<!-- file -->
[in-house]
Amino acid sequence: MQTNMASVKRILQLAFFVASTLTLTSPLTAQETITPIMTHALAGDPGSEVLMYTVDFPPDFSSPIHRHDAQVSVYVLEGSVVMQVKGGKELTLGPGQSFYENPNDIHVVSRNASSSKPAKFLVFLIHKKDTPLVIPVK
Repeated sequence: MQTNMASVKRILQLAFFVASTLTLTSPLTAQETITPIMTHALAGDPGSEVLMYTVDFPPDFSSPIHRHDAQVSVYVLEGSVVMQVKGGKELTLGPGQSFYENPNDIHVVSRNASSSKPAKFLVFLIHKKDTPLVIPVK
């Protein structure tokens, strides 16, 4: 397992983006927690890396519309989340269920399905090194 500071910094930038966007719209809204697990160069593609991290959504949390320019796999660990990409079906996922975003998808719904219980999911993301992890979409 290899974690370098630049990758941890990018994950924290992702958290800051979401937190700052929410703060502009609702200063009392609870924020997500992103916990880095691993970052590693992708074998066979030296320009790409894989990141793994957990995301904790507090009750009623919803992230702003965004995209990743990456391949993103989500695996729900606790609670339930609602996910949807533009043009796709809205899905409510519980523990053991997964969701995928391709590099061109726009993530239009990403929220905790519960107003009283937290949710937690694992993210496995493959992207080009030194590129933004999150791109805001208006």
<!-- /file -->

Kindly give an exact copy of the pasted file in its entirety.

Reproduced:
[in-house]
Amino acid sequence: MQTNMASVKRILQLAFFVASTLTLTSPLTAQETITPIMTHALAGDPGSEVLMYTVDFPPDFSSPIHRHDAQVSVYVLEGSVVMQVKGGKELTLGPGQSFYENPNDIHVVSRNASSSKPAKFLVFLIHKKDTPLVIPVK
Repeated sequence: MQTNMASVKRILQLAFFVASTLTLTSPLTAQETITPIMTHALAGDPGSEVLMYTVDFPPDFSSPIHRHDAQVSVYVLEGSVVMQVKGGKELTLGPGQSFYENPNDIHVVSRNASSSKPAKFLVFLIHKKDTPLVIPVK
């Protein structure tokens, strides 16, 4: 397992983006927690890396519309989340269920399905090194 500071910094930038966007719209809204697990160069593609991290959504949390320019796999660990990409079906996922975003998808719904219980999911993301992890979409 290899974690370098630049990758941890990018994950924290992702958290800051979401937190700052929410703060502009609702200063009392609870924020997500992103916990880095691993970052590693992708074998066979030296320009790409894989990141793994957990995301904790507090009750009623919803992230702003965004995209990743990456391949993103989500695996729900606790609670339930609602996910949807533009043009796709809205899905409510519980523990053991997964969701995928391709590099061109726009993530239009990403929220905790519960107003009283937290949710937690694992993210496995493959992207080009030194590129933004999150791109805001208006």